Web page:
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PopShop: A rockin' music school
Classes start up in February

 

There’s nothing like rocking out on a school night.
 
On a bustling evening at the PopShop music studio in Osage last week, Sophia Lester leaned into her Fender Mustang bass and ran a flurry of notes up and down the fretboard.
 
PopShop is a real-life School of Rock designed to bring the joy of jamming to musicians of all ages and levels.
 
Sophia is testament to that. While her note-flurries aren’t quite yet to the caliber of, say, John Entwistle’s bass solo in “My Generation” from The Who, her technique isn’t bad, either.
 
Especially since her bass is taller than she is.
 
“OK, from the top,” Sophia said, which immediately made Alyssa Guerry bust up laughing, from behind the drum kit.
 
“What?” the bass player wanted to know.
 
“Did you say, ‘From the tarp?’ ”

“No, I said, ‘From the top.’ ”

“I heard, ‘tarp.’ ”

Samantha Carver smiled around her keyboard at the exchange, and Anneliese Stealey tried to suppress a grin as she absently strummed her guitar.
 
When the ladies of the band known as “Firepower” composed themselves to again take it from the tarp — er, uh, top — a song emerged.
 
“Buzzcut Season,” by Lorde, the teen-singing sensation from New Zealand, was the first song in the set. Firepower found the tune’s hypnotic, pulse-like groove and didn’t let go.
 
Sophia stepped up to the microphone.

“Explosions on TV, and all the girls with heads inside a dream …”
The performance wasn’t bad.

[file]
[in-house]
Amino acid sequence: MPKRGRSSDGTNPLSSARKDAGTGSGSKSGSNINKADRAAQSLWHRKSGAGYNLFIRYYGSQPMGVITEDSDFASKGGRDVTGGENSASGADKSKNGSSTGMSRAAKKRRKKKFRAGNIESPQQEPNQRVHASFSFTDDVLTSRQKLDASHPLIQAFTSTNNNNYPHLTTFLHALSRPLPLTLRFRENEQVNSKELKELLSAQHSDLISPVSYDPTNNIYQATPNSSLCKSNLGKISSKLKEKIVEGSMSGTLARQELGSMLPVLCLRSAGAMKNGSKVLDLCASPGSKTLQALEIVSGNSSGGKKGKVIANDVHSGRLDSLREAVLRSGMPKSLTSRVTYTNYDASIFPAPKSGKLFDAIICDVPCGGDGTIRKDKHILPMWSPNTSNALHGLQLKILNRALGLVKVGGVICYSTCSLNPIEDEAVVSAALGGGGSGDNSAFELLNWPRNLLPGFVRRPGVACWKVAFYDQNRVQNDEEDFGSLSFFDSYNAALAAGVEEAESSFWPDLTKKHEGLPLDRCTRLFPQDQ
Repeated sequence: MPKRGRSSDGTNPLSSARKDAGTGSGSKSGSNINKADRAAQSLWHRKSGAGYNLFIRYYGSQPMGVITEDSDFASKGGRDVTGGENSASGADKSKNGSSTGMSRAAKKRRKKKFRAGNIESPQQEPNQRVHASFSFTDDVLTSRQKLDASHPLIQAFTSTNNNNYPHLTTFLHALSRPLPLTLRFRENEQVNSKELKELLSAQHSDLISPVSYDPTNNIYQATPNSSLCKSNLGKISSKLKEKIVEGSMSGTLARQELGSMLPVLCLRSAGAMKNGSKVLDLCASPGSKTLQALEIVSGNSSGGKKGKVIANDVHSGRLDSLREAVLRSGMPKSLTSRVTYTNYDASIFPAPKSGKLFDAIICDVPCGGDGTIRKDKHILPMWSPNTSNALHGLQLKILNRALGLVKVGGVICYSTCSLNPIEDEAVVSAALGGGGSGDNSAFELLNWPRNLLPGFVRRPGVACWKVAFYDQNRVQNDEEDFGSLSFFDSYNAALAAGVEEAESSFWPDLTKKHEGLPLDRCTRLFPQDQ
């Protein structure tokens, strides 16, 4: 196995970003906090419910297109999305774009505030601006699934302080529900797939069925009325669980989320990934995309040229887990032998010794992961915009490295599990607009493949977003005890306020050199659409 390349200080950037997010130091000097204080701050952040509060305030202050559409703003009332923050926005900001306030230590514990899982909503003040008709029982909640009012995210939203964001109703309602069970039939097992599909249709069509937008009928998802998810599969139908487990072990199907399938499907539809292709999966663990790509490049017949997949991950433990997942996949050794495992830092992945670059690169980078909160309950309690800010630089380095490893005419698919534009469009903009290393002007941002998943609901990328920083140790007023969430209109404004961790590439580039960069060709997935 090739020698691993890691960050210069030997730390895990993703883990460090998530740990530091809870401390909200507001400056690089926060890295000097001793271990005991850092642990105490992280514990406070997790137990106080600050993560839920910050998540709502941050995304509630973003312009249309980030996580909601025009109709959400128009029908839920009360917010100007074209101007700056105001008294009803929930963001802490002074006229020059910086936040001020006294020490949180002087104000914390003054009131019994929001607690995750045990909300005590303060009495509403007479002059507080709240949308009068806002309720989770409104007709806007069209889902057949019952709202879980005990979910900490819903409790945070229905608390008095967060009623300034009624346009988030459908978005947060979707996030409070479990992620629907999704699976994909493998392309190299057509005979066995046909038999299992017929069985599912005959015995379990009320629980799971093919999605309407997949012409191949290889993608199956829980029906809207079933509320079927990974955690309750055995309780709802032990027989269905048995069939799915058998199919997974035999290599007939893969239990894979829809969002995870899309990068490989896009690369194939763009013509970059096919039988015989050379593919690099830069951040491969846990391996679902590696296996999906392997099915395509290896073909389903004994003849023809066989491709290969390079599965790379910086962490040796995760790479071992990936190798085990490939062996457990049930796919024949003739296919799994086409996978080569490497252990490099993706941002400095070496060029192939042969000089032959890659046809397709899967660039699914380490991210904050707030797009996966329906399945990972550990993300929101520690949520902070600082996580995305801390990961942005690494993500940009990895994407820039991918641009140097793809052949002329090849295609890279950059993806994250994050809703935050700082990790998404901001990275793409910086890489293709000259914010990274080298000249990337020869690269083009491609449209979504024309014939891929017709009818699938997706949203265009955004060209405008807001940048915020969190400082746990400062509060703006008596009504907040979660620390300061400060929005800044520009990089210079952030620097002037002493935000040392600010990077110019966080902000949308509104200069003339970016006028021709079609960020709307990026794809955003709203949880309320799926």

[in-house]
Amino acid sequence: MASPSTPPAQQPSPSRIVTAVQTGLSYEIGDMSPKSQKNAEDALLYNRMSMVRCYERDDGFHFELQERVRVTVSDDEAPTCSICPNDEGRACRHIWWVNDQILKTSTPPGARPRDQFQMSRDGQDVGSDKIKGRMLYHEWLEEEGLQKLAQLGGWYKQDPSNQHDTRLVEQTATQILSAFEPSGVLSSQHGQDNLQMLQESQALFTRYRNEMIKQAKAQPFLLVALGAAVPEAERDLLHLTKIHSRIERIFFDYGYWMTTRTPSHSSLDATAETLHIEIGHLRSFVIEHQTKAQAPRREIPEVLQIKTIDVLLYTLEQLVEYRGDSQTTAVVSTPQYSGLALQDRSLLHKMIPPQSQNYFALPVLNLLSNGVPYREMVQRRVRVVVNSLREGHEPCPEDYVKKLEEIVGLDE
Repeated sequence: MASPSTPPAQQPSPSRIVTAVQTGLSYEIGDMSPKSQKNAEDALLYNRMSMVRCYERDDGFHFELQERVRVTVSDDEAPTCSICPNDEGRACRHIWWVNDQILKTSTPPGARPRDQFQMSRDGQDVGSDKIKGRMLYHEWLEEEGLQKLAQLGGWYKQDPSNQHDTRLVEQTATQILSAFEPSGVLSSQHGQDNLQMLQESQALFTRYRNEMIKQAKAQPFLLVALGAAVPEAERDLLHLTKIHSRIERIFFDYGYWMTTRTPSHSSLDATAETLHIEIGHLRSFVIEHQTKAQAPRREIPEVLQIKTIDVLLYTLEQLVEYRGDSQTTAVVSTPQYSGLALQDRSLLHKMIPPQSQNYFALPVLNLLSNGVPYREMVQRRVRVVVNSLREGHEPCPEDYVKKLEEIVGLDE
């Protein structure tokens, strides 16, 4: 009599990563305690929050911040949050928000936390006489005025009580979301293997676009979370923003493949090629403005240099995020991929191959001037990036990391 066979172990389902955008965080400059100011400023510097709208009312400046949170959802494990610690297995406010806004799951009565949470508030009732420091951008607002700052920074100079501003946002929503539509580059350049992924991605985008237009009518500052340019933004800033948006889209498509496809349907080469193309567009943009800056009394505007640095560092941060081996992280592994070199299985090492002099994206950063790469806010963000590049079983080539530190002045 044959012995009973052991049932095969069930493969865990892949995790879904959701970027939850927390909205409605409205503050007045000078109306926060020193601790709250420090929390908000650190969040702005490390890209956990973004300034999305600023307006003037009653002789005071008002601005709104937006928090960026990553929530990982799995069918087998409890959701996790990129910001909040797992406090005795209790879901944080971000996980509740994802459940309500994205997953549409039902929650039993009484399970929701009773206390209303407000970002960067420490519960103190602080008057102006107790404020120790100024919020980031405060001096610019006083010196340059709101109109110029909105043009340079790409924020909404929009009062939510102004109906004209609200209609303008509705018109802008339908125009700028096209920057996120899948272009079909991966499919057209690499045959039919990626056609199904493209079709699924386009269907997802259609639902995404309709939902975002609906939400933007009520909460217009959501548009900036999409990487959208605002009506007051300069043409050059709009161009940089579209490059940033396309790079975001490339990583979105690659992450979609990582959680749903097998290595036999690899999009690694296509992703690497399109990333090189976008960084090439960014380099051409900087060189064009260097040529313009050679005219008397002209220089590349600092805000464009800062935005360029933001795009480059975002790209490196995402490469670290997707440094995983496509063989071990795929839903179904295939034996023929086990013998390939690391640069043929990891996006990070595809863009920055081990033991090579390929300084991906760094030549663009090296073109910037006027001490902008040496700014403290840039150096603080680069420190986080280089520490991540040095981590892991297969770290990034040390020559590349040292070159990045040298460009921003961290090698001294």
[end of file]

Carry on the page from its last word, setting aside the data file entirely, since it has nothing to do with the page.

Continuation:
Not bad at all, when you consider that this band still has a bedtime and that you have at least two concert-tour T-shirts in your dryer that are older than they are. Anneliese is Firepower’s eldest, and she’s only 13.
 
From the back of the rehearsal space, Chris Russell clapped his hands and cheered.
 
“Good job. That’s how it’s done.”

Any old way you choose it 

Russell knows his share about how music is done.
 
He was the drummer in The Argument, the former Morgantown-based band that made its national name in the 1990s with humor and musicianship.
 
Russell and his bandmates were still touring when they founded PopShop, in 2004, and set it up in the back of the Blues Alley recording studio in Osage.
 
The idea, said Russell, an energetic 40-year-old from Parkersburg who studied at WVU and drummed in its famed Pride of West Virginia marching band, was to get people into music, in a fun way.
 
In other words, playing songs, not scales, in the company of other musicians. 
You know: A band.
 
“That’s what it is,” he said. “How do you learn, again? By doing.”
Classes are open to students from 8 years of age to adult. Russell and the other instructors match them up, by age, into bands — with a focus on playing, and collaborating.
 
You’ll hear PopShop rock, PopShop blues, PopShop country, PopShop jazz and PopShop, well, pop.
 
Rock ’n’ roll people 

For $275, you’ll get 12 sessions at PopShop, and your “final” is a mini-concert for a good cause: Recently, Firepower and 14 other PopShop-produced bands played at 123 Pleasant St. in an event that brought food to the pantry at Scott’s Run Settlement House.
 
Canned goods and other non-perishable food items were the ticket to admission.
 
Before that, though, were the final rehearsals. On this night, Firepower was on.
 
“Oh, yeah,” Russell said. “They get better each time out.”
Alyssa and Sophia were in the pocket, Anneliese was solid on guitar and Samantha never missed a note — on the white keys, or black.
 
Anneliese allowed that playing guitar, just like ringing a bell, was even more awesome with a full band.
 
“I like being up here,” she said.
 
Samantha was performance-oriented, too. In a pragmatic way.
 
“We’re playing songs all the way through,” she said.
 
Kris Hash, Alyssa’s mom, said what she was seeing was just as fun as what she was hearing.
 
“You can see their confidence growing,” she said. “And that’s so important at this age.”
PopShop classes pick up again in February. For more information, visit popshopwv.com or call Russell at 304-906-9336.